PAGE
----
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MGen Brian Vernon CD (ret'd)
Major General Brian Vernon retired from the Canadian Forces in late 1996, having
served 39 years, regular and reserve, in the Infantry.
A native of Windsor Ontario, as is his wife Jill, he enlisted in the Army Reserve (The
Essex and Kent Scottish) in 1957 and was commissioned in 1963 whilst attending University.
After a brief stint as a systems analyst with Chrysler Corporation, he joined the regular army in
1965, serving with the Black Watch, the Canadian Airborne Regiment and the Princess Patricia’s
Canadian Light Infantry in Europe, the Middle East, the Pacific Rim and across Canada. Most of
his appointments were in field command and operational staff billets. He commanded the Second
Airborne Commando (350 troops), the Third Battalion of the PPCLI (700 troops), Base Calgary
(1200 troops and civilians), the First Mechanized Brigade Group (5,000 troops) and Land Forces
Central Area (14,000 regulars, reserves and civilians). The staff positions included being: an
operations officer at battalion, regimental and brigade levels; the first Brigade Major of the
Special Service Force; the Chief of Staff of our sole Division; and, then as Chief of Staff of
Mobile Command and then Land Forces Command.. His final year of service was at the National
Defence Headquarters in Ottawa - a posting which he classifies as penance for having had the
good fortune to have spent most of his career with soldiers, not paper.
General Vernon is a graduate of the usual schools: parachute, intelligence, the Army Staff
College (1970-71), language training, the Australian Jungle Warfare School, the UK Joint
Warfare School, the National Defence College (1984-5), and so forth. In addition, he was a
member of the Directing Staff at the Australian Army Command and Staff College during 1981-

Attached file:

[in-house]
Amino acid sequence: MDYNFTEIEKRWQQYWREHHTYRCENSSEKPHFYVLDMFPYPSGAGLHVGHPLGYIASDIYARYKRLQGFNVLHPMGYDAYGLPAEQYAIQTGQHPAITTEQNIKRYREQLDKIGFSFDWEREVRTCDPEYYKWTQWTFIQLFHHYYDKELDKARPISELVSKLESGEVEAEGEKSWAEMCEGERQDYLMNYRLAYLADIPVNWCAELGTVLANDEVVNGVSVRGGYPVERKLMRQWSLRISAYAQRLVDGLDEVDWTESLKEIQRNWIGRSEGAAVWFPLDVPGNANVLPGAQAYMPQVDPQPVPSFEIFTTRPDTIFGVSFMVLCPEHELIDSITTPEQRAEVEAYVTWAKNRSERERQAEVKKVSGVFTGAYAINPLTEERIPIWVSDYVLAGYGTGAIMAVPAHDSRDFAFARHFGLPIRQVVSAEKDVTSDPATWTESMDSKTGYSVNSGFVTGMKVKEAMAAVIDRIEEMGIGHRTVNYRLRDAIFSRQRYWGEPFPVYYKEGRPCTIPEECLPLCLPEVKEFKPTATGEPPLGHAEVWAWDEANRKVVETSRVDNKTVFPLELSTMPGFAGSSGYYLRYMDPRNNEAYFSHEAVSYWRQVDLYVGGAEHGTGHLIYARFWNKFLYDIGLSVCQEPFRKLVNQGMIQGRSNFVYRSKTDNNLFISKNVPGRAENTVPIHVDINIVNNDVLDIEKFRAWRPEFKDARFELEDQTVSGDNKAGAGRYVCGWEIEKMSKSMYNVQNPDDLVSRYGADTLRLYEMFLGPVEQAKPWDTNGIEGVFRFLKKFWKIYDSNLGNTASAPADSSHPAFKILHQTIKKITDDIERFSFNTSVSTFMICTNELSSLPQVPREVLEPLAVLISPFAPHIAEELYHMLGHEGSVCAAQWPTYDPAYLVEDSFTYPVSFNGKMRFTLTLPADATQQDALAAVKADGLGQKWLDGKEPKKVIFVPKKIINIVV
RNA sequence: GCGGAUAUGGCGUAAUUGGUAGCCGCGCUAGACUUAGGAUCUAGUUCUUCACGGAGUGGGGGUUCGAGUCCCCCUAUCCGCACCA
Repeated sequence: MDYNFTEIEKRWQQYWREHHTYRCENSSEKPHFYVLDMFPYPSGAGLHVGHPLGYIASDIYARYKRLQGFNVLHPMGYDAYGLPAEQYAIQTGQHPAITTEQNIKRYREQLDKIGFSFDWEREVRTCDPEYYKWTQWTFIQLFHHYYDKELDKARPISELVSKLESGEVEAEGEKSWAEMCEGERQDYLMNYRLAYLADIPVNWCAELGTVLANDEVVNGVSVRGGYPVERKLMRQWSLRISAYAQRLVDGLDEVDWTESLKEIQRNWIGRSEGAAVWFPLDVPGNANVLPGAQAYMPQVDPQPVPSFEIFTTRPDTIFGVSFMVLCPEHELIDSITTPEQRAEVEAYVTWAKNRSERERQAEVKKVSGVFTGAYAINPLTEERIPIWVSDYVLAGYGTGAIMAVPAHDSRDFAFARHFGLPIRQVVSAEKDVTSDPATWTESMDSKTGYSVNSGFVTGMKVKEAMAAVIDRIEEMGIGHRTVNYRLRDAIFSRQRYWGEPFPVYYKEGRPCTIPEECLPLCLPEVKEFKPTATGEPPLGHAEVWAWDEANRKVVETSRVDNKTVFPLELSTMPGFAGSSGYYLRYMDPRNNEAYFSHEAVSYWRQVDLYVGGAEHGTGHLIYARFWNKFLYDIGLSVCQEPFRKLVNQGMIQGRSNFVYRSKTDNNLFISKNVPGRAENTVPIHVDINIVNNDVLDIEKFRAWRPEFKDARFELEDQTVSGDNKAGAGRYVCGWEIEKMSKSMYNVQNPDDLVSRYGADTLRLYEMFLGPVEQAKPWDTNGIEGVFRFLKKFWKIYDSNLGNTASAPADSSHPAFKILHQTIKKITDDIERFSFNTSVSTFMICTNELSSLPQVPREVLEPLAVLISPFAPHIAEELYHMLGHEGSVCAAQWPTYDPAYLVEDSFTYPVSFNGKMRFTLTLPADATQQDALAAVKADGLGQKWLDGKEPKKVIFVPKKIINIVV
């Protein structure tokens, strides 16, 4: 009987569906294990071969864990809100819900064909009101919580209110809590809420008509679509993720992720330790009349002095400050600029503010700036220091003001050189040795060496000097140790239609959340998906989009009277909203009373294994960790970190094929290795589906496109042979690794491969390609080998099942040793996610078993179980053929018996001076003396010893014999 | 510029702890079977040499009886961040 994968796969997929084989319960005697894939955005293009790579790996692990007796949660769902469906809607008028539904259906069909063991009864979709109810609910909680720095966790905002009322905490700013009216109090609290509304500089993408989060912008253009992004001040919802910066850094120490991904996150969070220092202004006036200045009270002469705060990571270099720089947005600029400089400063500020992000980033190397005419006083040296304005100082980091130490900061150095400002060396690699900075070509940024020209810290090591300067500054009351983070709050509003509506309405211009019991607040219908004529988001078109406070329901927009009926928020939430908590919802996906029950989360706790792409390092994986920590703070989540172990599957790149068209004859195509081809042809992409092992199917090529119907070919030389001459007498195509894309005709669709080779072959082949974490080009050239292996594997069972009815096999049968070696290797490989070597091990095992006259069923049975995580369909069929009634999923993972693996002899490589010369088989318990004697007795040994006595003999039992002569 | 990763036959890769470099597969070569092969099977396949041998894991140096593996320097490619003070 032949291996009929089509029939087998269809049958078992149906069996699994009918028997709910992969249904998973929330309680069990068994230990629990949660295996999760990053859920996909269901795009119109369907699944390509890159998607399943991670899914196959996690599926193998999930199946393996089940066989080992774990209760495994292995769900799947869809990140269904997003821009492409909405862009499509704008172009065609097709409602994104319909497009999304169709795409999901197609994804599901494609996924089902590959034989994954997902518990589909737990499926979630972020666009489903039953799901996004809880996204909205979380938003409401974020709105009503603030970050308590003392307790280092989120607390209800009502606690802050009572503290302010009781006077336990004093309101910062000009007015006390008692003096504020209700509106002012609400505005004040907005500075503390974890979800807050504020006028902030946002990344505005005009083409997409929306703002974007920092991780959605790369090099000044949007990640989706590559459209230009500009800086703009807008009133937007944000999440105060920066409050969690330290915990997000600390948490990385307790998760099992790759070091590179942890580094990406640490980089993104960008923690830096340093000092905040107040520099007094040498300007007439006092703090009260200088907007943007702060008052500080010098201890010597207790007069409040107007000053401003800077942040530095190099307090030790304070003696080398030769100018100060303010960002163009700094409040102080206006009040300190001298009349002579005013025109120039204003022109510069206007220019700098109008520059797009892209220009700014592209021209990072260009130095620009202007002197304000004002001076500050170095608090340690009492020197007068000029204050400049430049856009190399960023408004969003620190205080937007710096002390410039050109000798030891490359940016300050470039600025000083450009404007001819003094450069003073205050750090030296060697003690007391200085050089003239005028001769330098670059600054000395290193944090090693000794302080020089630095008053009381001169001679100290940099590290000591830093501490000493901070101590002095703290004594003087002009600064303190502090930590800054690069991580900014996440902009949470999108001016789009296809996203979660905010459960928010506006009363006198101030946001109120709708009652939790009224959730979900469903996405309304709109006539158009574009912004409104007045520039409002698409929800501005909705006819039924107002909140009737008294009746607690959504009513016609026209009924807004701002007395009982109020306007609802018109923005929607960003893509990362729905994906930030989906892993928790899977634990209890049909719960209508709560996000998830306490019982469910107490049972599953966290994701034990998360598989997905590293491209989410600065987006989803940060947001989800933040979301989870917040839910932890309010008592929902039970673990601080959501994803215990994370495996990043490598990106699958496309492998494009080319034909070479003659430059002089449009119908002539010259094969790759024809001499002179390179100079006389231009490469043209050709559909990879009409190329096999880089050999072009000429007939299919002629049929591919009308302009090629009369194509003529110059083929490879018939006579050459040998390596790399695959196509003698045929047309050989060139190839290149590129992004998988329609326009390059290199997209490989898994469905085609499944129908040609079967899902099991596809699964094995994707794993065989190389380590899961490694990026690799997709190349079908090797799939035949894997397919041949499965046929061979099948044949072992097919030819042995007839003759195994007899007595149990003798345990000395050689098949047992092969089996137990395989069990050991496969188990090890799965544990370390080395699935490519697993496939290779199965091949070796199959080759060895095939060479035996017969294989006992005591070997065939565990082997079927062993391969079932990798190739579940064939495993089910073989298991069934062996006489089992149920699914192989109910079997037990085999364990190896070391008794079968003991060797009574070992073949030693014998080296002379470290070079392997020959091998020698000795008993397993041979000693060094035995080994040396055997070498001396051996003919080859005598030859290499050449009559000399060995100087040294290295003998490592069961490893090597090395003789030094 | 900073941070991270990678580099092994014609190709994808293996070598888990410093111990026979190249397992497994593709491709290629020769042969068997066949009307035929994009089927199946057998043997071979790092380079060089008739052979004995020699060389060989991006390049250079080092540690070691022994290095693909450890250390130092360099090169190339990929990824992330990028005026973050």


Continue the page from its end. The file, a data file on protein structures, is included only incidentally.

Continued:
83. In all, he spent three years on post-graduate studies and was assessed as being bilingual in
English and French.
Foreign assignments included duty with the Canadian brigade in Northern Germany and
with the ACE Mobile Force in Northern Norway. Service with the United Nations included two 6
month tours, the second as a battalion commander. An active parachutist for 30 years, he was the
senior serving paratrooper when he retired. He was involved in a steady stream of joint training
experiences with Allied forces, especially those from Britain and the United States, including
marine, armoured, parachute and special operations units.
The Vernon’s bought a retirement home in Comox (on Vancouver Island on Canada’s
Pacific coast), somewhat hastily, in 1991. More by good luck than sound management, that
choice has suited them very well indeed as they appreciate the locale, climate and people. Two
sons remain “on the mainland” in Calgary and Edmonton, whilst the third has recently moved to
Victoria BC after a five year teaching assignment at a Korean university. Retirement has proven
to be more fun than was anticipated, with enough consulting work and community volunteer
projects to keep mentally active and the mountains and the sea for more physically demanding
activities, such as Nordic skiing, kayaking and bicycling. Consulting projects have included
foreign affairs and defence commentaries on National TV and radio, emergency preparedness
training exercises and lectures on leadership, ethics and command. A prolific and somewhat
eclectic reader, his major interests are history and current affairs